Now this is a card that has got a LOT of hype. Until
very recently though, all I had seen people make of it
were bad decks that were easily countered and wouldn’t
stand a chance in today’s metagame. Now one or two
possibilities have started to emerge and I may have to
revise my opinion a little. But let’s take a look at the
card and see what is both good and bad about it.
First of all the good stuff.
Crobat has 130 HP, which is pretty much the norm for
Stage 2 Pokémon, but given that Crobats tend to be
weaker than average in this respect, it’s nice to see.
Resistance to Fighting is good to have, making Crobat a
tough KO for cards like Donphan and Machamp. It also has
free Retreat which is great as it means you don’t have
to worry about wasting Energy or packing your deck with
switching cards. Best of all it has fast, cheap attacks,
both costing only the one Psychic Energy. This means you
are free to run a low Energy count (more space for techs
and trainers) and can attack very quickly (hopefully on
your first Trainer turn).
The attacks themselves aren’t too bad either. Severe
Poison will auto poison the Defending Pokémon and put
FOUR damage counters on it between turns. That’s a
pretty nice effect, netting you at least 40 damage for
one Energy and putting your opponent under pressure to
retreat or heal their active Pokémon immediately.
Crobat’s second attack, Skill Dive, has good Synergy
with Severe Poison too, as it offers a cheap snipe for
30. Useful for finishing off retreated Pokémon that have
taken enough Poison damage to put them in range of a KO.
Now let’s look at the bad . . .
- Unown G prevents the Poison effect (as do Steelix
Prime and Toxicroak G with their Body)
- Crobat is an easy OHKO for Luxray thanks to Lightning
- Free Retreat Pokémon are very common
- Poison can also be removed very easily by Evolving/Levelling
Up/Super Scoop Up/Poke Turn
- Nidoqueen RR will heal some of the poison damage, and
Garchomp C LV X will remove it altogether with its
Healing Breath Power
- Crobat cannot OHKO anything (except Hoppips and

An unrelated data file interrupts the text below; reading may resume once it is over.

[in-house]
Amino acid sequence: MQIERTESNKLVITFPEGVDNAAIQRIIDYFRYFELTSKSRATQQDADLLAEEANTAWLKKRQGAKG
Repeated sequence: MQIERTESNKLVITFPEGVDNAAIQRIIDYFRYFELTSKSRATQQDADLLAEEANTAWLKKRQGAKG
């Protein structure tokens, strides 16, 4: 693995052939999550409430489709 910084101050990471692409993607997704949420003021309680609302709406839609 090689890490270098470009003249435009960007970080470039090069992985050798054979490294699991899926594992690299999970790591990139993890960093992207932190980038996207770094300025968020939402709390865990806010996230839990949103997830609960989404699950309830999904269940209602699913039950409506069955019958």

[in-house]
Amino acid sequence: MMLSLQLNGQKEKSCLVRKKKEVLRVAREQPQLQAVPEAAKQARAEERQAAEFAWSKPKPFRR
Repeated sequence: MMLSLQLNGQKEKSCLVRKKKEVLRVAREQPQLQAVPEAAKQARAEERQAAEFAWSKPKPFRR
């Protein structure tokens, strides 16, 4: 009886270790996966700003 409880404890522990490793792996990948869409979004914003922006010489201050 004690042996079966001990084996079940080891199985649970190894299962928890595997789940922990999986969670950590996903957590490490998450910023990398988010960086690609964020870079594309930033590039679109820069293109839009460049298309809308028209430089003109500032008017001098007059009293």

Magikarps). The best decks can OHKO almost every turn.
- Crobat struggles to KO high HP Pokémon that can switch
easily, either because they retreat for free, or they
abuse Flygon RR’s or Metagross UL’s Body.
Those are some pretty serious drawbacks, but do they
make Crobat completely unplayable? Hmmmm . . . I think
that it definitely needs a cast of supporting Pokémon –
something to make it harder for your opponent to Retreat
and something that can snipe for more damage than Crobat
itself is able to (those are hints btw). It will also
benefit from Unown G being rotated out in September.
Crobat Prime certainly doesn’t deserve all the hype it
gets, but it doesn’t deserve to be forgotten about
Modified: 2.75 (has as many problems as it does
Limited: 3.25 (good, but it’s a Stage 2)
Happy midweek, Pojo! Today we are reviewing the last
Prime in Unleashed that we had skipped over before, and
this one had a bit of hype before the set's release.
Today's Card of the Day is Crobat Prime.
Crobat Prime is a Stage 2 Psychic Pokemon. 130 HP is
just about standard for a Stage 2, and should allow
Crobat to take a few hits. Double Weakness to Lightning
is terrible, as Luxray will have lots of fun KOing this
quickly. Fighting Resistance is definitely welcome, even
if there aren't that many Fighting types currently
seeing play. Finally, a free retreat cost is the best
kind, allowing Crobat to retreat pretty much whenever it
wants. Crobat Prime has two attacks, both for the
bargain price of a single Psychic Energy. The first,
Severe Poison, doesn't deal any damage, but instead
Poisons the Defending Pokemon. However, instead of 1
damage counter being placed between turns, a whopping 4
are placed instead! Not many Pokemon can handle the
pressure of taking 40 damage in between turns in
addition to normal attacks, and most will fall after 2
or 3 in between turn placements. However, there are
quite a few ways to get around Poison, as there are with
any other type of Special Condition, such as evolving,
retreating or Super Scoop Up, to name a few. However,
many common decks only run a few Switches and Warp
Points to go with their attackers with huge Retreat
Costs (with a few notable exceptions), many things won't
like being hit by this attack. Severe Poison works